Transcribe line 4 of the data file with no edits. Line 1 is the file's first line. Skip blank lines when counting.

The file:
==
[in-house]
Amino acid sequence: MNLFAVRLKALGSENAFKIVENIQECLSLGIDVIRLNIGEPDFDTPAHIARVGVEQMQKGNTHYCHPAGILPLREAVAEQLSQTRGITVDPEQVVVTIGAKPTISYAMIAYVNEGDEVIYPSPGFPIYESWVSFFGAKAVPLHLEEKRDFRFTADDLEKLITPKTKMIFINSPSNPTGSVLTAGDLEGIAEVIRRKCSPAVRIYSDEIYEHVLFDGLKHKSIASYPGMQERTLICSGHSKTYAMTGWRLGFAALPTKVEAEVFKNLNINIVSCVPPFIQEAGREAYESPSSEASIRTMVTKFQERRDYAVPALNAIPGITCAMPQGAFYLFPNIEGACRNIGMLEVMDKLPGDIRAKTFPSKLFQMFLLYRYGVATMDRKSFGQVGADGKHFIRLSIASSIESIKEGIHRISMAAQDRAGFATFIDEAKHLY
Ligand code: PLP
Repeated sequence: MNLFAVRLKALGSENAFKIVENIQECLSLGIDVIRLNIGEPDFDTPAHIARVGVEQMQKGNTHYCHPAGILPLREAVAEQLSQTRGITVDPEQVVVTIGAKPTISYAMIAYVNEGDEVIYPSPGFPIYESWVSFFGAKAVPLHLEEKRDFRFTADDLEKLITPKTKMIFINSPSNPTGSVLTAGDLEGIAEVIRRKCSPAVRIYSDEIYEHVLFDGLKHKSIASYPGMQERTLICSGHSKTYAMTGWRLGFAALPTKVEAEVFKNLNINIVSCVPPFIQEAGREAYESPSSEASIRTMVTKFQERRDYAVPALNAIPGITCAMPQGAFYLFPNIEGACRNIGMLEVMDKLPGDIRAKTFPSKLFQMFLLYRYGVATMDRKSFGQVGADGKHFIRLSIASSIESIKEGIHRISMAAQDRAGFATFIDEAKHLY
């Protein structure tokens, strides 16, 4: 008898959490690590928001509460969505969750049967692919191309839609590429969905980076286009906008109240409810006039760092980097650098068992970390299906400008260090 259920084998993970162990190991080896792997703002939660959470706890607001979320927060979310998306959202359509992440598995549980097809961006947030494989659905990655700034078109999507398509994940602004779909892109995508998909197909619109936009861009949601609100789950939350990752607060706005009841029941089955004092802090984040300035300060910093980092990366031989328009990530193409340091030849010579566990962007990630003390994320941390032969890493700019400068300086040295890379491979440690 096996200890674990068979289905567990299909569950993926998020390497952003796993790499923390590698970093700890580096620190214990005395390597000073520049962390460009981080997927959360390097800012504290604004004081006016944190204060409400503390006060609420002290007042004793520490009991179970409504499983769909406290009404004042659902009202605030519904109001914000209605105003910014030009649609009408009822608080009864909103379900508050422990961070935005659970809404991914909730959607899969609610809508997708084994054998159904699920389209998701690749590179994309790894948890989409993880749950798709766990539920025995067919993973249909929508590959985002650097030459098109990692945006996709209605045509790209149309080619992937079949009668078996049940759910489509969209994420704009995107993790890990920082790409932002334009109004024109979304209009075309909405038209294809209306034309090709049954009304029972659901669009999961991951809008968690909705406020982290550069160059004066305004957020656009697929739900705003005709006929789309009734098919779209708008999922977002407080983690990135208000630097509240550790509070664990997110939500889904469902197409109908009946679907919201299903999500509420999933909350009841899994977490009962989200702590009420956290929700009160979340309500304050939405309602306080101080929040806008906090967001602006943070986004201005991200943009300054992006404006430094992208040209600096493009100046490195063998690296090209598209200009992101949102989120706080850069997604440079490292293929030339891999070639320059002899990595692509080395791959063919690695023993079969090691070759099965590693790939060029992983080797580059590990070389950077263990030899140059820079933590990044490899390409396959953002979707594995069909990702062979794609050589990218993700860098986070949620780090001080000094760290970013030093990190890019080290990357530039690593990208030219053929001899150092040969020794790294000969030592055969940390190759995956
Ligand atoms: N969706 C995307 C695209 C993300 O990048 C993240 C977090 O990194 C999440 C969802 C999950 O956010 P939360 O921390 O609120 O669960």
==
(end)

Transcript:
Repeated sequence: MNLFAVRLKALGSENAFKIVENIQECLSLGIDVIRLNIGEPDFDTPAHIARVGVEQMQKGNTHYCHPAGILPLREAVAEQLSQTRGITVDPEQVVVTIGAKPTISYAMIAYVNEGDEVIYPSPGFPIYESWVSFFGAKAVPLHLEEKRDFRFTADDLEKLITPKTKMIFINSPSNPTGSVLTAGDLEGIAEVIRRKCSPAVRIYSDEIYEHVLFDGLKHKSIASYPGMQERTLICSGHSKTYAMTGWRLGFAALPTKVEAEVFKNLNINIVSCVPPFIQEAGREAYESPSSEASIRTMVTKFQERRDYAVPALNAIPGITCAMPQGAFYLFPNIEGACRNIGMLEVMDKLPGDIRAKTFPSKLFQMFLLYRYGVATMDRKSFGQVGADGKHFIRLSIASSIESIKEGIHRISMAAQDRAGFATFIDEAKHLY